Despite all the attention given to the opioid overdose epidemic in recent years — including the fact that the epidemic began with an increase in the prescribing of opioid drugs in the late 1990s — opioid prescription rates have remained flat among commercially insured patients for the past 10 years, according to a study published this week in the BMJ.
And among some groups of Medicare patients, the rate at which opioid prescriptions are being handed out by doctors is actually higher than it was 10 years ago, the study reports.
“Our data suggest not much has changed in prescription opioid use since about five years ago,” said Molly Jeffery, the study’s lead author and a health economist and health services researcher at the Mayo Clinic, in a released statement.
That’s a deeply worrisome finding, given the substantial role that legally prescribed drugs have played in the opioid overdose epidemic.
An average of 40 people die each day in the U.S. from a prescription opioid overdose — a number four times higher than in 1999.
The United States has the highest rate of opioid use in the world, according to background information in the study. The U.S. rate is 88 percent higher than in second-place Germany and seven times higher than in Great Britain.
Tens of millions of claims
For the study, Jeffery and her colleagues analyzed anonymous health insurance claims made by 48 million Americans from 2007 through 2016. The participants were covered by both commercial insurance and by Medicare Advantage insurance, which are Medicare plans offered by private insurers. Some of the Medicare Advantage beneficiaries were aged 65 and older, while others were younger than 65 but qualified for a Medicare Advantage plan due to a permanent disability.
To be able to compare doses across different drugs, the researchers converted the prescriptions of each drug into milligram morphine equivalents (MME).
The analysis found that the average annual opioid prescription rate during the study period was 14 percent among commercial beneficiaries, 26 percent among the Medicare beneficiaries aged 65 and older, and 51 percent among the younger Medicare beneficiaries with disabilities.
The researchers then looked to see if the frequency or the amount of opioids being prescribed had changed during the 10 years of the study. What they found was troubling.
The quarterly prevalence of opioid use (the proportion of people who were being prescribed opioids in a given quarter of the year) changed little between 2007 and 2016 for those who were commercially insured. That rate started and ended at 6 percent. The average daily dose of opioids prescribed to this group — 17 MMEs, or the equivalent of about two pills of 5-milligram oxycodone — also remained unchanged.
The quarterly prevalence of opioid use for the Medicare Advantage beneficiaries aged 65 and older, on the other hand, actually increased, rising from 11 percent in 2007 to 15 percent in 2010, before declining slightly to 14 percent by 2016. The average daily dose of opioids prescribed to this group — 20 MMEs, or the equivalent of about three pills of 5-milligram oxycodone — remained unchanged, however.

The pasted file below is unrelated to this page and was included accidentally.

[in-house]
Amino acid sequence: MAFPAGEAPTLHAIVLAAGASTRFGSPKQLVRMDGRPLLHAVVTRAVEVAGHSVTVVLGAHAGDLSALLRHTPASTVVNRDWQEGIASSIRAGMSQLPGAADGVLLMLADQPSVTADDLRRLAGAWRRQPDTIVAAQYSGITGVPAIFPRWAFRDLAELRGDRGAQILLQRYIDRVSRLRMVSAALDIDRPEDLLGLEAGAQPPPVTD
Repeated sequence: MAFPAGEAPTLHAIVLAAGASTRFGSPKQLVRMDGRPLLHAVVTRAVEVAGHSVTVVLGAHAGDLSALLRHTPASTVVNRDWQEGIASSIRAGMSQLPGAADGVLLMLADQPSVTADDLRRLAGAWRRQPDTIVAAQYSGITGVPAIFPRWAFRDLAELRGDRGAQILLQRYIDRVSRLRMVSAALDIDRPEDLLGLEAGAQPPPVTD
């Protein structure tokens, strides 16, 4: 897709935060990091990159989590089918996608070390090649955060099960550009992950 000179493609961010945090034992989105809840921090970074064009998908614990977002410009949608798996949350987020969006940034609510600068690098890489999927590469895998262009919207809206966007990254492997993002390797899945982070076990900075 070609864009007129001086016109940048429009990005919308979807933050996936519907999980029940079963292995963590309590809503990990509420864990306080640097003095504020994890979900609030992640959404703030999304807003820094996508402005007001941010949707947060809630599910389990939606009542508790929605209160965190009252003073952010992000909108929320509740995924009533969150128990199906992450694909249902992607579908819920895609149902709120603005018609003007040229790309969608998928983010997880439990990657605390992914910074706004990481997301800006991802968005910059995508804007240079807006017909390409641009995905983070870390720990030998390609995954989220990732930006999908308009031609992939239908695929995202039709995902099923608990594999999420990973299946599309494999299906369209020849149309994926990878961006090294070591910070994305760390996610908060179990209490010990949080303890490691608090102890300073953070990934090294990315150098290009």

The findings regarding the disabled Medicare Advantage beneficiaries were even more disturbing. The quarterly prevalence of opioid use in this group jumped from 26 percent in 2007 to 41 percent in 2016, before decreasing to 39 percent in 2016. The average daily dose for this group also rose over the course of the study, from the equivalent of seven 5-milligram oxycodone pills (53 MME) in 2007 to about 8 pills (56 MME) in 2016.
Problem not solved
In 2017, the CDC reported that the national opioid prescription rate had declined between 2010 and 2016, reaching its lowest rate in more than 10 years.
Jeffery and her Mayo Clinic colleagues were skeptical of that finding — which is why they decided to undertake their current study.
“The big difference here is that we’re able to look at an individual level,” she explains in a video released with the study. “Prior studies have used market-level data. And what that means is that they know all of the prescriptions that were filled by everybody, but they don’t know about the people who actually filled them.”
“The hole that we were able to fill,” she adds, “is that, because we have claims data for a large population, we were able to go in and say people of this age, people of this sex or gender, people of this race or ethnicity, people who have this kind of insurance — what did their opioid use patterns look like? That additional information actually caused us to have somewhat different results than what you see on a market level.”
Jeffery and her colleagues believe their findings demonstrate that much more needs to be done to find evidence-based approaches that will help patients manage their pain and maintain their ability to function while also improving the safety of opioid use.
“This problem isn’t solved yet,” Jeffery says in the video. “I think that if you’re hearing the message that prescription opioid use is starting to decline, I think we need to counter that message and say that maybe in most populations it really isn’t moving very much.”
FMI: The study can be read in full at the BMJ website.